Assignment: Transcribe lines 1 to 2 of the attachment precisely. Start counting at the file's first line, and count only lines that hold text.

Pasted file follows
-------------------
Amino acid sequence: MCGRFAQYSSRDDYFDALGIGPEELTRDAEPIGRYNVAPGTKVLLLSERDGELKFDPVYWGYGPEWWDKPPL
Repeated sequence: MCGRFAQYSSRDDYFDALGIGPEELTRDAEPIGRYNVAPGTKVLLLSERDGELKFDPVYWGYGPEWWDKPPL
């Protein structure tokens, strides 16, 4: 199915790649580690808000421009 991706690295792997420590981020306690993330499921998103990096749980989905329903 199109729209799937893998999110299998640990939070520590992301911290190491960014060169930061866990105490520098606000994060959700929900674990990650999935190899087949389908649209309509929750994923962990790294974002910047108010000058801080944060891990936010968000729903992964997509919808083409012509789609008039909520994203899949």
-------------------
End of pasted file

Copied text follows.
Amino acid sequence: MCGRFAQYSSRDDYFDALGIGPEELTRDAEPIGRYNVAPGTKVLLLSERDGELKFDPVYWGYGPEWWDKPPL
Repeated sequence: MCGRFAQYSSRDDYFDALGIGPEELTRDAEPIGRYNVAPGTKVLLLSERDGELKFDPVYWGYGPEWWDKPPL